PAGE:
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Structure of Abstracts

Outer context A short introduction to the field or context of the research problem addressed. This places the research topic within the larger scientific context. 1-2 lines - “The shortest introduction possible.”
Research problem / question A short introduction to the research problem. Explain the problem you are addressing, in as simple words as possible. Make sure you describe it at the right level of detail. Not too general - then you are repeating the above point; not too specific - then you leave out some context that is necessary for some of your readership. “The shortest introduction possible” - 1 or 2 lines, 4 at most.
Key Motivation 1 line on why this work was worth doing. (Make sure the justification is scientific, not personal!)
Prior attempts at addressing it If someone has addressed it, give 1 or 2 lines about this.
Why prior attempts are not enough 1 or 2 sentences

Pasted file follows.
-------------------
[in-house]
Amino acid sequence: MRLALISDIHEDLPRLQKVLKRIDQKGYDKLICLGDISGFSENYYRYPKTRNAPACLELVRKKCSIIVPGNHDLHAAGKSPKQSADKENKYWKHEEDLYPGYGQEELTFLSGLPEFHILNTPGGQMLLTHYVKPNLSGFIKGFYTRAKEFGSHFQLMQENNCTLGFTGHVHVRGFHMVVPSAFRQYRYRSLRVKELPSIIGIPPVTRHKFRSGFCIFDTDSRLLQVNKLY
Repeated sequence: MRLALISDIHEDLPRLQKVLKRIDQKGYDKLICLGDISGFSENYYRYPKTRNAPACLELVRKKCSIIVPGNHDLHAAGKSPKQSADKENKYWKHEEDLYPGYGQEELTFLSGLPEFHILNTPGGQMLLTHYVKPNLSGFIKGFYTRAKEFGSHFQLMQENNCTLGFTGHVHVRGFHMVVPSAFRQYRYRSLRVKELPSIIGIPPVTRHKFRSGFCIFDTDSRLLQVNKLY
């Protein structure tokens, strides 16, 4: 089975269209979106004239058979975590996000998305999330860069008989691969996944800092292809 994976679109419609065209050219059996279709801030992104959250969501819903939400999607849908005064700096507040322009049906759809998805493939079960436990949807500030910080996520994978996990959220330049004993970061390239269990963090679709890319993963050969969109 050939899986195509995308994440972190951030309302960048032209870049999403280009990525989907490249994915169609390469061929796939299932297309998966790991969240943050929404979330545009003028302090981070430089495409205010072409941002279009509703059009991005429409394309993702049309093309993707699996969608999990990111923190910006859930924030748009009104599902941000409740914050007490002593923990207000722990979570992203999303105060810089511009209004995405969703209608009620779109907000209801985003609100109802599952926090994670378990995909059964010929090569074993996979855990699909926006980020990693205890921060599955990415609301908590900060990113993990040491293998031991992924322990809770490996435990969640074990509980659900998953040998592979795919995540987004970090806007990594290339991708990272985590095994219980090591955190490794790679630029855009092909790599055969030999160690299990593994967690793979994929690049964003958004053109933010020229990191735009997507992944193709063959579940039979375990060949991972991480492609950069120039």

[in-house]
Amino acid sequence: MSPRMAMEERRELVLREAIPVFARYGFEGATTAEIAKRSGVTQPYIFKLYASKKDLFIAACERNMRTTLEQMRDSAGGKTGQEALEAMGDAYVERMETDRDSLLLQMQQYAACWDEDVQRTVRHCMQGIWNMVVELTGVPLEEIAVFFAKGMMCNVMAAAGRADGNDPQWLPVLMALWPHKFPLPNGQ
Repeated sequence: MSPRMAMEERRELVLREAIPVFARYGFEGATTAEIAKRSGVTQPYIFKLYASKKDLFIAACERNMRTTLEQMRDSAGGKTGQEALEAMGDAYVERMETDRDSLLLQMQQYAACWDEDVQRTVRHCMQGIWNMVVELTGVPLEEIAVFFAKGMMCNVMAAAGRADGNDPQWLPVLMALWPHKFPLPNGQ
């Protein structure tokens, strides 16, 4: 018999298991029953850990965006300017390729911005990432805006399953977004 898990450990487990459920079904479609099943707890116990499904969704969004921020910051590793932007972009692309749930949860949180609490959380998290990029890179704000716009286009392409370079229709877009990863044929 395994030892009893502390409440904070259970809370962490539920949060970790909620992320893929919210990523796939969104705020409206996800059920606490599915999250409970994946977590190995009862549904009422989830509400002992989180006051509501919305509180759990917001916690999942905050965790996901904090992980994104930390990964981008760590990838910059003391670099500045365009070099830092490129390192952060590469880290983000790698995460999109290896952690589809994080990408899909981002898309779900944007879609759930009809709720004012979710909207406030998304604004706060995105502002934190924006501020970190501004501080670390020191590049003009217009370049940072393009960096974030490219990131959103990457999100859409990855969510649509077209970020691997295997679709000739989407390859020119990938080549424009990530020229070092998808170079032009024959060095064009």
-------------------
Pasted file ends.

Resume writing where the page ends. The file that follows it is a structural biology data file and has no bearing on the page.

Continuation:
Method How did you do perform this work? 2 to 4 sentences.
Results What were your results? 1 to 4 sentences.
(Conclusion) (Sometimes authors choose to include 1 or 2 sentences to emphasize the main message or conclusion of the work described in this paper.)

General Guidelines

Keep it simple! No one ever faulted a scientific paper for being too easy to read or having too simple wording or sentence structure.
Keep it concise The abstract is the most polished part, wording wise, of scientific papers.
As simple as possible but not simpler Make sure it's easy to read but says everything.

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